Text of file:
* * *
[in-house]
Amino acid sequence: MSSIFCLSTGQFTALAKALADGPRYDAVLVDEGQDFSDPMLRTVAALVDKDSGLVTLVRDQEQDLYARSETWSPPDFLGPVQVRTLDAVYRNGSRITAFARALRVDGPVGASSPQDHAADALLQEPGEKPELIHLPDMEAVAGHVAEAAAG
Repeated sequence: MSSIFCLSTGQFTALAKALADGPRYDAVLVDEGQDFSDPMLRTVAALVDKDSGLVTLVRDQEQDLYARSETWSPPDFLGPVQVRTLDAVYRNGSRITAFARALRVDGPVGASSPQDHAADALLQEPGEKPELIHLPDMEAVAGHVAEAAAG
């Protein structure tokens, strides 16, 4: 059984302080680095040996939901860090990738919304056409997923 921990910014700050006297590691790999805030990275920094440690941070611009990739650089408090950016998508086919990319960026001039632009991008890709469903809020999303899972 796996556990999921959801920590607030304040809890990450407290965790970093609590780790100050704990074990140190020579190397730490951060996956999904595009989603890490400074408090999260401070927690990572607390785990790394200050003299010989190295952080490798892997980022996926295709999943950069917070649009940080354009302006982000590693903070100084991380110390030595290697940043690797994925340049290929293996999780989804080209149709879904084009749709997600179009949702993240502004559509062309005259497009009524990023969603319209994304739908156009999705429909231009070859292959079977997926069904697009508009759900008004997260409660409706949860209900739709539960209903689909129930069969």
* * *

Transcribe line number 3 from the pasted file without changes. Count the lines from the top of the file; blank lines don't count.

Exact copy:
Repeated sequence: MSSIFCLSTGQFTALAKALADGPRYDAVLVDEGQDFSDPMLRTVAALVDKDSGLVTLVRDQEQDLYARSETWSPPDFLGPVQVRTLDAVYRNGSRITAFARALRVDGPVGASSPQDHAADALLQEPGEKPELIHLPDMEAVAGHVAEAAAG